It’s been a strange sort of weekend. We were supposed to be going to a ball on Saturday, but Storm Dennis knocked that on the head. The event was to have been held in a marquee and the weather forecast was dreadful. It was simply not safe to proceed. The ball will now go ahead (fingers crossed) two weeks later the originally planned so I have two more weeks to agonise about what to wear.
They say that every cloud has a silver lining. Not going to the ball, like some sort of reverse Cinderella, meant that we’d be able to go to a leaving party for dear friends who are moving to Australia. This was arranged quite recently and we had our tickets for the other do, but all’s well that ends well.
Our friends, H and D, are moving to Australia this week, to join their two daughters. It’s a huge step. They have sold their home and got rid of all their possessions, staying in temporary accommodation for the last couple of weeks while they close down all their affairs here and say their goodbyes.
I’ve known them since I first moved to Northumberland 17 years ago – they moved here from Tyneside 22 years ago. We were all involved in the local drama group and have remained firm friends ever since. H and I used to have regular Friday evenings together over a bottle of wine, sometimes with our daughters around (mine is the same age as H and D’s younger daughter).
H is very creative and I’ve mentioned on the blog before that she writes, with one book , Secrets and Guardians, already published online and two more in production. I’ve worked closely with her on these on the editing and publishing process. With more work to do on these we”ll still be in regular contact.
The party was lovely and rather emotional, hosted by lovely mutual friends. Everyone brought food so we had a massive feast. There were lots of photographs taken and hugs given.
As most of the Ukeladies (as we call our ukulele group) are also long-standing friends of H and D too we decided to do a short cabaret at the party and picked a small selection of appropriate songs with a leaving/Australian theme. We only decided the set on Thursday night and had little time to practice but we did it.
After our little recital (with much raucous singing) H and D made a lovely speech about how they have loved living in the village, having such good friends and making such great memories, then the party continued into the night.
I’ll miss them very much – D is one of the kindest, funniest men I know and H is one of my dearest friends – I shall miss her vivid imagination, wisdom, and the laughs and hugs we’ve shared. I’m getting quite tearful writing this!
But to be positive! They may be far away, but I will see them again later this year. Their younger daughter gets married in October and my daughter and I are planning to go to the wedding, and take some time afterwards to have a holiday to visit other parts of Australia. It’s quite an adventure to look forward to.
Meanwhile, good luck H and D! We wish you every success and happiness in your new life in Australia.
Today’s Scone of the Week is from Bari Tea on Narrowgate, Alnwick. Bari (pronounced bar-ee) is a Northumbrian dialect word meaning” lovely” and this is indeed a lovely tea shop. They refer to it as a tea brewery and it really is all about the tea, whether you want to sit and drink it on the premises or buy some to enjoy at home.
Unlike some places, where the tables are crammed in, there is enough room to move around (especially when you rock up on a disability scooter as I did). They serve things like cakes and scones, soup, filter coffee and very nice hot chocolate……and a comprehensive range of teas – the tea menu is quite lengthy.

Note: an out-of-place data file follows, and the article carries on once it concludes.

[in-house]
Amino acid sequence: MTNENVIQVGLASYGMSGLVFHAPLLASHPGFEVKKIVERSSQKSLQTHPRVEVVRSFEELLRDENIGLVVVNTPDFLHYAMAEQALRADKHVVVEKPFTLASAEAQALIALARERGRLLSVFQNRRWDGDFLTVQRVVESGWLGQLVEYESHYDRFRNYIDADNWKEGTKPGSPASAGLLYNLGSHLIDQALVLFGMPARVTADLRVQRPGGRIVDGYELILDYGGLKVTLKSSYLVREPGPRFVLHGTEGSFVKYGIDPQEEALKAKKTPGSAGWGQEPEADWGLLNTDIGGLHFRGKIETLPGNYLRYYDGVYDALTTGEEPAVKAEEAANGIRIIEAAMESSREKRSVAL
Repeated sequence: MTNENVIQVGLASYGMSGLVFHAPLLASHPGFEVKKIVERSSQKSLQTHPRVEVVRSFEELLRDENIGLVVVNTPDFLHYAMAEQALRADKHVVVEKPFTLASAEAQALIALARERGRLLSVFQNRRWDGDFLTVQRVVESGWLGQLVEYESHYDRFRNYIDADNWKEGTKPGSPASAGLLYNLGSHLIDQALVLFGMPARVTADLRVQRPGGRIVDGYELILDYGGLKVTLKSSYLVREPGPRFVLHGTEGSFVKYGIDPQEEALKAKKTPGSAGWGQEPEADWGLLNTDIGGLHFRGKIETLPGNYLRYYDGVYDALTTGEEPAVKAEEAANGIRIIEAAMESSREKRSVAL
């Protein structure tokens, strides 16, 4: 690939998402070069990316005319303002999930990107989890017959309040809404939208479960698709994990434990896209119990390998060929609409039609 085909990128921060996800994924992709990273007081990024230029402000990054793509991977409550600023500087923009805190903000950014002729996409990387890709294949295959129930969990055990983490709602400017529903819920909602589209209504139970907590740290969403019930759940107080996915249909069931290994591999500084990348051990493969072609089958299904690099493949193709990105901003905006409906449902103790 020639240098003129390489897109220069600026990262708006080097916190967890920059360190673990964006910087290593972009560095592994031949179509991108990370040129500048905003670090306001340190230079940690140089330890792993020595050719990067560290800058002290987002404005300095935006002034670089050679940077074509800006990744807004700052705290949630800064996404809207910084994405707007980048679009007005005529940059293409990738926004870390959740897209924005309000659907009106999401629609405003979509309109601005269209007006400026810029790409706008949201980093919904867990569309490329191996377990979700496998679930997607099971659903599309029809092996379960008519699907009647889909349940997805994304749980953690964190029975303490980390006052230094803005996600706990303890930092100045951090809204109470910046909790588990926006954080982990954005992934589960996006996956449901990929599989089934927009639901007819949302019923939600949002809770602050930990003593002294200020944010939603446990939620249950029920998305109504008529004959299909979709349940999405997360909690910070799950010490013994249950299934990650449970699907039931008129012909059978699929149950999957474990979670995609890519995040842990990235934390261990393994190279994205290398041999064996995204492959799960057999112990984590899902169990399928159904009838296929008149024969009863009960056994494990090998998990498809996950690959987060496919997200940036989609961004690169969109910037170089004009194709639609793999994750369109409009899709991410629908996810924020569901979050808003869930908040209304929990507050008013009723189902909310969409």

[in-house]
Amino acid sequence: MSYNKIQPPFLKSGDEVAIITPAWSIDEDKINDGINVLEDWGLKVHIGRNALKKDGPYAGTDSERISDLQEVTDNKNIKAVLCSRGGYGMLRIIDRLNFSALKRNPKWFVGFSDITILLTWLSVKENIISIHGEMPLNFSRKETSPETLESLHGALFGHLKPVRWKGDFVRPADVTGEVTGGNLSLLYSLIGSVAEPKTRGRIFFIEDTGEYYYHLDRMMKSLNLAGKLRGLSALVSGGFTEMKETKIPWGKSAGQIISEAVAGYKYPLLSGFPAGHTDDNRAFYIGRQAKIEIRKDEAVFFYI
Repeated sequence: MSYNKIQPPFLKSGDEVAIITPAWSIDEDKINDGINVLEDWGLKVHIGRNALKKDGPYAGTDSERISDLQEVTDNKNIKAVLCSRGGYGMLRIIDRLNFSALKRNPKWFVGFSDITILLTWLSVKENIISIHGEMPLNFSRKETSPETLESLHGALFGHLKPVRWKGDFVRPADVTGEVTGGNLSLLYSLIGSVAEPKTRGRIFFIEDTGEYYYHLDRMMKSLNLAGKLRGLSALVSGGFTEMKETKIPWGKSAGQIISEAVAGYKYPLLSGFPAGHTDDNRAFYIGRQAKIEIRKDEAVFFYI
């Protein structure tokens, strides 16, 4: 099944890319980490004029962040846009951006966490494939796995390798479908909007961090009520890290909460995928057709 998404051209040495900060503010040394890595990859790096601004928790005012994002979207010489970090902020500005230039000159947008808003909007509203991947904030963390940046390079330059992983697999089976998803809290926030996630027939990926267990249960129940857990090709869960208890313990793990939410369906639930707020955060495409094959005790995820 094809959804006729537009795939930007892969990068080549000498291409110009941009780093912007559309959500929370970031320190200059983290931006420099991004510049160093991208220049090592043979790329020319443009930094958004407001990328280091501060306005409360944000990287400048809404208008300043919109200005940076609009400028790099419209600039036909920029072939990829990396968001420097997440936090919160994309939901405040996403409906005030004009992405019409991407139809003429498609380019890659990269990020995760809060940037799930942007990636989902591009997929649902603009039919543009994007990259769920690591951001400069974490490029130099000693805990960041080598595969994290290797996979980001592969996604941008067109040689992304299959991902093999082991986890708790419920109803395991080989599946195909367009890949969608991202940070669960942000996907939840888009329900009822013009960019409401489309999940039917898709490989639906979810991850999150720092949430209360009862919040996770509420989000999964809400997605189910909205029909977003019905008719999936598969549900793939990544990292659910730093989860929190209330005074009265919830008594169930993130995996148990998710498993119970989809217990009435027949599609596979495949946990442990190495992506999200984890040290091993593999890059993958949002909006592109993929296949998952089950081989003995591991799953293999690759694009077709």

There are some quirks that make you smile when you visit Bari. The toilet is twinned with one in Kenya(!) and all the staff on duty are named on a blackboard.
It was a quiet weekday lunchtime so only the “Maitre T” and the “Teas Maid” on “Sconage Duty” were named.
Our scones were really good – we got the last cheese and mustard one, which had a lovely flavour and gorgeously crusty top, and a sweet sultana one with just the right amount of fruit. Both were good-sized rustic hunks of scone, soft and crumbly without being dry. They were served with pats of butter on a tiny dish, (no foil wraps to fiddle about with), though it was hard from the fridge and hard to spread. Another little dish held a generous dollop of strawberry jam.
Mum ordered a pot of breakfast tea, with arrived in an earthenware pot with a timer and a receptacle with tongs to remove the tea bag when the allotted brewing time had elapsed.
I am not (and never will be) a tea drinker – I simply don’t like the taste, so I opted for a hot chocolate (they also serve filter coffee). My drink was lovely too – a piece of proper chocolate on a stick (two kinds available), to melt into hot milk, served with grated chocolate on top and mini marshmallows on the saucer: heaven!
The staff were really helpful and friendly too.
Situated in the part of Alnwick that is popular with tourists, sometimes referred to as the Castle Quarter (close to Alnwick Castle and surrounded by other small independent shops), Bari Tea is well worth a visit if you are in town, especially if you like tea.
I remembered that I’d promised to make a headband for my hairdresser’s little girl the last time I was getting my hair done. I’m there on Thursday so I thought I’d better do something
Fortunately it didn’t take me very long at all (it was made on quite a chunky 5mm crochet hook). The pattern was a free one on Ravelry – the Turban Knot Headband by Olivia Kent of Hopeful Honey. I used an oddment of bright pink double knitting from my stash. It was delightfully quick and easy to make once I’d established that the pattern uses US terminology. (American double crochet is a UK treble and it follows that a US half double is a UK half treble).
I hope D and her little girl like it – I’ll ask if she’ll take a photo of the headband being modelled to post on here – if she does I’ll update the post.